When it comes to the web, people rarely have much time or attention to spend too long reading information. Often they come to a website they think might provide the information they need, they quickly scan through headers and links to find what they are looking for and then move on to the next thing.
Sometimes they will get distracted and move on to a completely different topic!
So how can we respect our site visitors time and busy schedules? …or low attention spans even.
Set a tone and use plain language
Write conversationally in plain language, short sentences, short words, using headings and subheadings to draw attention to keywords and key phrases.
Think about who you are talking to. The language you use should be inclusive and easy to follow for the reader. Avoid using complicated jargon, acronyms, a bureaucratic tone, unnecessary repetition or passive tense.
When referring to acronyms, always use the full name first, followed by the acronym in brackets.
An active voice is preferred over a passive voice
Active voice makes it clear who is doing what. In an active sentence, the person that is acting is the subject. The active voice is generally easier for people to read by grabbing information quickly and easily.
Passive sentences obscure or omit the sentence subject. However, you may want to use a passive voice when the sentence object is more important than the subject.
Active voice — ’The customer must fill out the form’.
Passive voice —‘The form must be filled out by the customer’.
Speak in first person narrative
Write as if you’re speaking directly to the person who is reading the content, have a conversation with them. For anything related to your team or company, refer to as ‘we’, ‘us’ or ‘our’. For your audience refer to them as ‘you’ and ‘your’.
Example — ’You will notice a few updates to our website’ ‘Contact us via our online form’.
Use headlines, headings, and sub-headings
Keep your headlines and sub-headings short, relevant and specific to the subject. If you need to use a particularly long heading, try to break this up into a heading and sub-heading.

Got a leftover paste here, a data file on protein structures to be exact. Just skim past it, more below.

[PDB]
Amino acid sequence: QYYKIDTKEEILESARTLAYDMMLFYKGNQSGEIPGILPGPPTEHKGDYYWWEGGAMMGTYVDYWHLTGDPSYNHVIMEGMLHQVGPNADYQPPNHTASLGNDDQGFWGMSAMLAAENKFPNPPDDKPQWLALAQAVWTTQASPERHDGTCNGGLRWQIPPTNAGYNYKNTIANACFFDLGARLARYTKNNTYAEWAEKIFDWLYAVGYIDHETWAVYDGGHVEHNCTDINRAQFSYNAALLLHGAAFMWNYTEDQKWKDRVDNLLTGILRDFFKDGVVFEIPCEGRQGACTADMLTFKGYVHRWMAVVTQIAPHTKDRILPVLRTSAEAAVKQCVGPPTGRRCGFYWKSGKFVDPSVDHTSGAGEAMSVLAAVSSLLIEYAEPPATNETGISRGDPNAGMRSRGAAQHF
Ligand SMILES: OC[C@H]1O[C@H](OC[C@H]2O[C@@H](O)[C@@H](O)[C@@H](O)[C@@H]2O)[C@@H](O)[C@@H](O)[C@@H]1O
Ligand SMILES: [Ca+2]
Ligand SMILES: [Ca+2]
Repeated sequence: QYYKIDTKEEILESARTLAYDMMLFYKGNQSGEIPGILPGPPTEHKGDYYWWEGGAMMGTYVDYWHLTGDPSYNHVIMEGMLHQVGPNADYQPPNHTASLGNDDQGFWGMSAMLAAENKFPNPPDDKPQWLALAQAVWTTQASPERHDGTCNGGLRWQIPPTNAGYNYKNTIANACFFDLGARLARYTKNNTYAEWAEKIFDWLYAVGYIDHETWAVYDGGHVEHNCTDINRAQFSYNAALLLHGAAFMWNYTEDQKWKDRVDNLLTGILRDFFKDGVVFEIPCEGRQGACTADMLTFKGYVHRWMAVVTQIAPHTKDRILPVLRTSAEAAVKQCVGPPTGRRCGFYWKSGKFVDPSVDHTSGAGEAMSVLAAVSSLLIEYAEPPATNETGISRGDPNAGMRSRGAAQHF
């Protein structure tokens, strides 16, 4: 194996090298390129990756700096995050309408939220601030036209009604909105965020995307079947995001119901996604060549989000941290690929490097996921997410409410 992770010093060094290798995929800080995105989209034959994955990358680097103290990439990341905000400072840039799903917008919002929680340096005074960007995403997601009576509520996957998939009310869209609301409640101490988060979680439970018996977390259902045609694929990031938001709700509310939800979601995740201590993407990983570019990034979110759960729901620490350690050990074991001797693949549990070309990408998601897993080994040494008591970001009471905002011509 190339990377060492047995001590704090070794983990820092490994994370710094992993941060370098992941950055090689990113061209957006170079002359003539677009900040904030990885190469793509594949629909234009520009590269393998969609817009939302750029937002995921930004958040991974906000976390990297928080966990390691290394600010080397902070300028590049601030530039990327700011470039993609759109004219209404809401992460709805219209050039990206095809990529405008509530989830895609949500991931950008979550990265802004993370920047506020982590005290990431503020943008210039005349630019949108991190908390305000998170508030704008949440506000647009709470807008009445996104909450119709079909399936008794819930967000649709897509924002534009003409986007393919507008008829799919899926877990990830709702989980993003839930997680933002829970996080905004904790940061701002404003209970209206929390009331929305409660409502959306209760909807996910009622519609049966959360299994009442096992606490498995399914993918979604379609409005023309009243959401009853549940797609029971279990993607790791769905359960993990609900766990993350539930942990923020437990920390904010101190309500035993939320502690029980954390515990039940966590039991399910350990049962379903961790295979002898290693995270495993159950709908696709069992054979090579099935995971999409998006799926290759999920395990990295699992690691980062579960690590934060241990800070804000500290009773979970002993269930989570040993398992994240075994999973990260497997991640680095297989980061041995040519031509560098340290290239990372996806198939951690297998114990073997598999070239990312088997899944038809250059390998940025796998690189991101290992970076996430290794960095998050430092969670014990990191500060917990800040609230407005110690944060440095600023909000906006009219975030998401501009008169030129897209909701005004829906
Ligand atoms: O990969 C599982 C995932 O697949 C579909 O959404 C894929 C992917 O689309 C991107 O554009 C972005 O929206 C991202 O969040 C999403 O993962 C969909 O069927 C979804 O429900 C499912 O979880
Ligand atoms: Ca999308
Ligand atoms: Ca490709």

Consider accessibility by using heading ranks
Assistive technologies such as screen readers use headings to provide in-page navigation.
Nest headings by their rank (or level). The most important heading has the rank 1 (
<h1> ), the least important heading rank 6 (
Headings with an equal or higher rank start a new section, headings with a lower rank start new subsections that are part of the higher ranked section.
<h1> ) Top header
<h2> ) Second header
<h3> ) Next header
<h2> ) New section header
<h3> ) Next header
<h3> ) Same ranking header
<h4> ) Next header
<h1> ) New section header
<h2> ) Next header
<h2> ) Same ranking header
<h3> ) Next header
Start with the imperative
Untangle a stuffed sentence by finding the key message first and then answer peoples questions in the order they would ask them.
Try delivering your content as a ‘Bite – Snack – Meal’ configuration.
- Bite — is a headline with a message.
- Snack — is a concise summary that provides enough information for a content overview.
- Meal — is the full, original content.
- Create easy to scan content
- Mention the most important part of the message at the top of your article
- Break up your sentences and paragraphs with headers and bullet points where possible
- Address only one key concept per paragraph
- Ensure what you’re publishing is helpful to our audience
- Always do a spelling/grammar check before uploading content
- Help internal and external searches by including useful keywords into your articles.
Questions to ask
- Is it easy to read and understand?
- Is the voice active and consistent?
- Is it too short or too long?
- Do my headings split up the content effectively?
- Has it been spell checked?
- Have I used a good number of keywords?
- Do hyperlinks clearly identify where they will lead the audience?
- Could it be better said with a relevant image or video?
- Is it helpful in some way?